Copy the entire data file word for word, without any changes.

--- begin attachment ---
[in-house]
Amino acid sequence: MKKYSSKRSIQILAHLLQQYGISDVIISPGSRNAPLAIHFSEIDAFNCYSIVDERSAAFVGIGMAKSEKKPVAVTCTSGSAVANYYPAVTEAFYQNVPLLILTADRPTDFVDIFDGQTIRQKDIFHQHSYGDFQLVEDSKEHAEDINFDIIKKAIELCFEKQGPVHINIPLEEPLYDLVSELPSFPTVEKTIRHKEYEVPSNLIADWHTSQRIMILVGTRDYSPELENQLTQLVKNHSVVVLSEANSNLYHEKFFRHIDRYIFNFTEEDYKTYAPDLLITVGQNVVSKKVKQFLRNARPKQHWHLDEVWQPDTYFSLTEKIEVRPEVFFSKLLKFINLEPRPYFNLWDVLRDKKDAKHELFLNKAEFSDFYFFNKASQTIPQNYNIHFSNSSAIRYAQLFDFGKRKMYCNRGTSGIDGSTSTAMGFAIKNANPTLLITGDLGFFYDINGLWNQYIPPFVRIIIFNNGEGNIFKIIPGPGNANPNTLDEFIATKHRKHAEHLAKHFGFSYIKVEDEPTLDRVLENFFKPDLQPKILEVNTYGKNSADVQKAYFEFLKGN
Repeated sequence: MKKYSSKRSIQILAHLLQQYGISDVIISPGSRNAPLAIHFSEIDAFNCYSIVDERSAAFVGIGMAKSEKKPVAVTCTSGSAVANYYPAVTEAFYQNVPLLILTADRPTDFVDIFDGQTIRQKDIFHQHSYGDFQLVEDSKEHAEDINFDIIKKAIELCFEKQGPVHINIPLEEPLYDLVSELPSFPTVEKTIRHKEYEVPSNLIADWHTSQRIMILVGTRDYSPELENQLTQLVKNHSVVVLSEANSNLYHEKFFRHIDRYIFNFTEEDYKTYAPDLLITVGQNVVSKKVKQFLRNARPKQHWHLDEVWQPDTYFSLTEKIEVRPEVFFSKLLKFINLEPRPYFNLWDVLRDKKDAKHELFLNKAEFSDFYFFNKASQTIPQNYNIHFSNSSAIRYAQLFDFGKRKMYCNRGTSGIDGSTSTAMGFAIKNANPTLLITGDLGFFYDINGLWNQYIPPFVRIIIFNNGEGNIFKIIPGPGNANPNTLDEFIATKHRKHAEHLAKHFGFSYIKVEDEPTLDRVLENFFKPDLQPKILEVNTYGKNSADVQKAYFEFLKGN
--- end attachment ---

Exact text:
[in-house]
Amino acid sequence: MKKYSSKRSIQILAHLLQQYGISDVIISPGSRNAPLAIHFSEIDAFNCYSIVDERSAAFVGIGMAKSEKKPVAVTCTSGSAVANYYPAVTEAFYQNVPLLILTADRPTDFVDIFDGQTIRQKDIFHQHSYGDFQLVEDSKEHAEDINFDIIKKAIELCFEKQGPVHINIPLEEPLYDLVSELPSFPTVEKTIRHKEYEVPSNLIADWHTSQRIMILVGTRDYSPELENQLTQLVKNHSVVVLSEANSNLYHEKFFRHIDRYIFNFTEEDYKTYAPDLLITVGQNVVSKKVKQFLRNARPKQHWHLDEVWQPDTYFSLTEKIEVRPEVFFSKLLKFINLEPRPYFNLWDVLRDKKDAKHELFLNKAEFSDFYFFNKASQTIPQNYNIHFSNSSAIRYAQLFDFGKRKMYCNRGTSGIDGSTSTAMGFAIKNANPTLLITGDLGFFYDINGLWNQYIPPFVRIIIFNNGEGNIFKIIPGPGNANPNTLDEFIATKHRKHAEHLAKHFGFSYIKVEDEPTLDRVLENFFKPDLQPKILEVNTYGKNSADVQKAYFEFLKGN
Repeated sequence: MKKYSSKRSIQILAHLLQQYGISDVIISPGSRNAPLAIHFSEIDAFNCYSIVDERSAAFVGIGMAKSEKKPVAVTCTSGSAVANYYPAVTEAFYQNVPLLILTADRPTDFVDIFDGQTIRQKDIFHQHSYGDFQLVEDSKEHAEDINFDIIKKAIELCFEKQGPVHINIPLEEPLYDLVSELPSFPTVEKTIRHKEYEVPSNLIADWHTSQRIMILVGTRDYSPELENQLTQLVKNHSVVVLSEANSNLYHEKFFRHIDRYIFNFTEEDYKTYAPDLLITVGQNVVSKKVKQFLRNARPKQHWHLDEVWQPDTYFSLTEKIEVRPEVFFSKLLKFINLEPRPYFNLWDVLRDKKDAKHELFLNKAEFSDFYFFNKASQTIPQNYNIHFSNSSAIRYAQLFDFGKRKMYCNRGTSGIDGSTSTAMGFAIKNANPTLLITGDLGFFYDINGLWNQYIPPFVRIIIFNNGEGNIFKIIPGPGNANPNTLDEFIATKHRKHAEHLAKHFGFSYIKVEDEPTLDRVLENFFKPDLQPKILEVNTYGKNSADVQKAYFEFLKGN